Atheism, Rationality, and Miracles

The Bible calls on us to believe some pretty weird stuff: Creation Week, worldwide floods, pregnant old women, burning bushes, Red Sea parting, resurrection, and on and on.

Does a person have to believe in these miracles? If you think God doesn’t lie and the Bible is God’s Word, then yeah, you do. If you don’t care about God or the Bible, then I guess you are free to ignore miracles.

I recently listened to an interview with an atheist who denies miracles. He wrote an entire book about how irrational it is to believe in miracles.

His underlying assumption is that we only have reason to know things. Rational people can detect what is rational, and the rational is what we should believe.

Rational conclusions include the fact that dead people stay dead, water doesn’t turn into wine, Egyptian armies don’t drown in recently parted seas, etc.

Since miracles are a giant diversion from the norm, believing in them is not rational.

I agree that miracles are a deviation from normalcy, rather than this making them irrational and not worthy of belief, I would say this is what makes them miracles. He is using the very definition of what a miracle is to say there are no miracles. If they weren’t highly unlikely, they wouldn’t be miracles.

Believing in miracles has a touch of irrationality to it, because miracles, by definition, are irrational. But is it irrational to believe that nothing out of the ordinary could ever occur?

The real conundrum for the atheist is that they typically believe we all got here by a series of random, chance mutation. A process of random, chance mutation would have to have random, chance events happening all the time.

If random chance is the process we live by, how is there any rationality? Wouldn’t miracles–random, chance acts–be par for the course?

The evolutionist who believes in random chance evolution would be highly irrational to stake all on that theory and yet eliminate the possibility that something random and chance could happen.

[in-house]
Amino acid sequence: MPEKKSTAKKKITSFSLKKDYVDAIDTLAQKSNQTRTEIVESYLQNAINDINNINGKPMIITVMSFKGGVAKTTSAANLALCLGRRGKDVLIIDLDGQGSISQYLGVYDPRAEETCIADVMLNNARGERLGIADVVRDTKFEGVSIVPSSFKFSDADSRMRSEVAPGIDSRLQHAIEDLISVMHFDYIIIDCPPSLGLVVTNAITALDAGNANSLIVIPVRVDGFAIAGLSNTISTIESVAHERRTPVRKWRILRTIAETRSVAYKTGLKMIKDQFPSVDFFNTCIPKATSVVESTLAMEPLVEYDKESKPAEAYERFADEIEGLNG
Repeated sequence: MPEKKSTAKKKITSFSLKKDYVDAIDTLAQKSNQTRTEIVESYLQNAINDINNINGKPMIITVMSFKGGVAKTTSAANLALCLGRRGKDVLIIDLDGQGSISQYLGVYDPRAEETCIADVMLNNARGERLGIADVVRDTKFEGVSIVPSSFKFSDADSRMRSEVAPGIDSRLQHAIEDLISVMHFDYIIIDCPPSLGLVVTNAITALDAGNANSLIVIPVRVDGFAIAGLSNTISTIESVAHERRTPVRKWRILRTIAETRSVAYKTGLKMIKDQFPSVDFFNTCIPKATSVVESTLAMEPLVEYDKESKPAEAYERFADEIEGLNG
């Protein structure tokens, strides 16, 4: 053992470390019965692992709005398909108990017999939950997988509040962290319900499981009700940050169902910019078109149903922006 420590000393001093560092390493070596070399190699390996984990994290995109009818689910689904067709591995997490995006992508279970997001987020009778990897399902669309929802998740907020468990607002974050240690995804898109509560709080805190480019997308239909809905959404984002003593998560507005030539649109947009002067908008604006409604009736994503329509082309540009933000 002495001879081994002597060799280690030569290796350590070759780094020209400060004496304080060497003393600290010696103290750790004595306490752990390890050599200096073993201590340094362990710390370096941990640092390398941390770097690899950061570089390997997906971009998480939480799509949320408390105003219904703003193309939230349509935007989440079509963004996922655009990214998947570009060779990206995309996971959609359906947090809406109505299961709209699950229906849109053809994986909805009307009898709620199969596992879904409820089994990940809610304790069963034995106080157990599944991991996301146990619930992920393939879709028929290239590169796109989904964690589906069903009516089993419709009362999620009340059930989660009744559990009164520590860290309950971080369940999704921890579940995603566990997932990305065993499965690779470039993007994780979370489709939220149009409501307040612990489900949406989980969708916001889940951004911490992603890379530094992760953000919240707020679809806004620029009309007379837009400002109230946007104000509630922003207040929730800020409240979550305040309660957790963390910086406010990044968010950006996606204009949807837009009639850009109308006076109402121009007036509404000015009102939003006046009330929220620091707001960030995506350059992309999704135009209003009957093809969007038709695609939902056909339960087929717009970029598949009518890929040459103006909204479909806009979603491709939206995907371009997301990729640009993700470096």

The only way miracles make any sense is if we live in a rational and orderly system, one where we can rationally observe normal, repetitive behavior. The atheist author thinks we do live in a rational system. My question is: where did the order come from for miracles to violate?

The author admits in his interview that he cannot disprove the existence of miracles. To me, the rational step here then would be to believe that miracles could happen. Since they can’t definitively be proven to not occur, rational thinking would leave open a little bit of room that they could.

Rationality would realize that an irrational, chance, random process would eliminate miracles out of hand, because all sorts of irrational, random things (miracles) would happen.

Instead of seeing random chance all around us, the rational mind observes the order and rationality of the world and concludes that there must be a rational mind behind it all.

Once there, the rational choice would be to believe that the rational mind behind it all could violate the order at any time to make a point, maybe to get rational people’s attention, because they are too busy denying the existence of their rational source.

Miracles seem rather rational to believe in.